ReMeMoRyIng

“What do you want to be remembered for?”
“That’s a stupid question.”
“Not really. You know. Under the circumstances.”
“Sure, fucking whatever, but it’s not up to me, is it.”
“No, but that doesn’t mean I can’t ask. God, you’ve gotten to be such a dick.”
“Yeah, well, you know, that also shouldn’t surprise you, ‘under the circumstances.'”
“Look, you said I should be normal. I’m being normal. You made me promise. Like, months ago. Remember?”
“Yeah. I didn’t say I’d be okay about it now.”
“Fine. Well. Just as long as you remember that you asked for it.”
“…”
“…”
“Fine.”
“So what do you want to be remembered-“
“Oh come on.”
“Seriously, just think about it for a second. Like if you were asking me-“
“Yeah? What would YOU want me to be remembered for?”
“Really? Did you really just do an ‘enough about me, what do you think of me’ line just now?”
“You love me.”
“Whatever. Look, if you’d asked me, what like I wanted to be remembered for, yeah, like, it’d be a hard question. It is a hard question. But I mean, I can think of a couple things.”
“Like…?”
“Like I want to be remembered for things I did while I was around, not for things people find out about me after. Or like, I don’t know, mushy things, like I want to be remembered for being a good person, I guess, or for at least trying.”
“But that’s so fucking general. Everyone wants that. Or everyone says they do. It’s stupid. What’s the point anyway? No one’s going to say you’re mean after. Like what, we’re gathered here today to commemorate this awful fucking bitch? Nobody would say that about you.”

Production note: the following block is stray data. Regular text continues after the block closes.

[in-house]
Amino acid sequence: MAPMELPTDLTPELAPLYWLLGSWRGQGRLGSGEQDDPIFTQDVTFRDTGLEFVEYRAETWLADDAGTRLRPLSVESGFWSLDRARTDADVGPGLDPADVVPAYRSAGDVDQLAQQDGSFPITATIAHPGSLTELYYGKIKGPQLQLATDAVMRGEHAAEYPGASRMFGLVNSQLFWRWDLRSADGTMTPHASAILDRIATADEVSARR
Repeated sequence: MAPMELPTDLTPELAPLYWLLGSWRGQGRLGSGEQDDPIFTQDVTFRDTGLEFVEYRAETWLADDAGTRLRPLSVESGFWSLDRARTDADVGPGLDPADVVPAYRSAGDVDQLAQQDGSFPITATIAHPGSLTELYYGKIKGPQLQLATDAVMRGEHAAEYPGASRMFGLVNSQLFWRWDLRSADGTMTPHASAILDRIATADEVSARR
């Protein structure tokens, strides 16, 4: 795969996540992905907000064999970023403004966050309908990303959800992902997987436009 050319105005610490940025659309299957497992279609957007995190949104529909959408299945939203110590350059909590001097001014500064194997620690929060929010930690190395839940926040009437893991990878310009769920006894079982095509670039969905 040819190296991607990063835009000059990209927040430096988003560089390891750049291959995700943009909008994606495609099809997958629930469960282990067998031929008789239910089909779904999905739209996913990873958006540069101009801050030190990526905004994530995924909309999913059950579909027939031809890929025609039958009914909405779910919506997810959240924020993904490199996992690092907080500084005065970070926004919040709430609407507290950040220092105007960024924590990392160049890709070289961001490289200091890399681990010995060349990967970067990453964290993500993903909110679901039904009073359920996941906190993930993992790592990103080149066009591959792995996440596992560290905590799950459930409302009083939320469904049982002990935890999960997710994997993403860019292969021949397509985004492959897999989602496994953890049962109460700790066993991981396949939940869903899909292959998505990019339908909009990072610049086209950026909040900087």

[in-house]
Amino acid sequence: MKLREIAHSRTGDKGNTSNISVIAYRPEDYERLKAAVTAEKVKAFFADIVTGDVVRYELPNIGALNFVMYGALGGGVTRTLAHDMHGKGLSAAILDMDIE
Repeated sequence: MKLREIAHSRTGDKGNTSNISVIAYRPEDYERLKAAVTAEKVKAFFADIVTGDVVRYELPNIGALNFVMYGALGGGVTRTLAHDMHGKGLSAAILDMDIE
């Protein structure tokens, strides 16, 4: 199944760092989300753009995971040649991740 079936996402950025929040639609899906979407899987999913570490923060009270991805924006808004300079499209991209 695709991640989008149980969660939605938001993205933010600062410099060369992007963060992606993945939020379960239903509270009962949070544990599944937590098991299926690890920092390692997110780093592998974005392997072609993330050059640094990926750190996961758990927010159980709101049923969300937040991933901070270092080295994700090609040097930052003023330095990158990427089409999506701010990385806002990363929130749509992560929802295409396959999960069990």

“I feel like you’re not done.”
“Even though it’s exactly what you are.”
“Shut uuup.”
“Anyway, it’s easy for you. You have people. Like lots. And family and shit.”
“So do you.”
“Not really. You know what they’re like.”
“Well, yeah, but-“
“But nothing. They’ll care. They’ll make the right noises. But then poof. That’s it. They already bought a place in Miami, did I tell you? For when they don’t have to spend winters here anymore.”
“Are you kidding.”
“It’s fine. It makes sense. You know. It’ll be good for Zach, he hates the winter here. He gets all seasonal affective disorder and shit.”
“Fuck that, he can buy a fucking SAD lamp. They don’t have to buy a house already.”
“It’s a condo. Like in an apartment building.”
“Whatever.”
“Look, don’t worry about it, it’s just how they are.”
“Insensitive morons? Assholes?”
“…”
“Sorry.”
“Nah, that’s pretty accurate.”
“Well, still, it’s not my place to-“
“As if you ever cared about shit like that. Gimme a break.”
“…”
“…”
“…”
“…”
“So anyway…”
“Yeah.”
“Want me to turn the TV on? See if Powerpuff Girls is on or something?”
“Yeah, sure, why not.”
“Cool. Want some water? I’ll go get some.”
“Yeah, sure. Thanks.”
“No problem.”
“Hey-“
“Yeah?”
“Nothing.”

Quickie #4 – Don’t Nurture It

Don’t look at the lips. Focus on the eyes. Eyes are family and friendship as well as love. Eyes are ambiguous. Ignore the wedding ring, even when he twists it round and round his finger while he talks to you. It’s a nervous tic, it has nothing to do with you. Don’t overthink it. Don’t take the word “intimidation” as a flirtatious device. Don’t see it as anything other than fatherly admiration. Than belief in you.
Don’t look at his lips. Don’t think about his body beneath his clothing and how different it may look from the bodies of boys you’ve loved. Don’t compare it to your father’s ravaged body, shorn and torn by illness. Ask about his kids. Remind yourself of his kids.
Don’t think about your disbelief in morality. Don’t think about life being short. Don’t look at his lips.

Some Instincts

Shivering through space, Daley tiptoed across the library in her overcoat, gloves and woolen hat. Every cough ripped through her throat like ice chips going up rather than down, the reverse of her favorite summertime treat, crunching posicles in the yard before they melted.
Her body was a nesting place for germs and it made her uncomfortable to be around people who could catch her diseases but she had no choice. The world hadn’t stopped when her fever had risen to 102. The shelf she was searching for was being elusive, skipping around the library and purposefully evading her.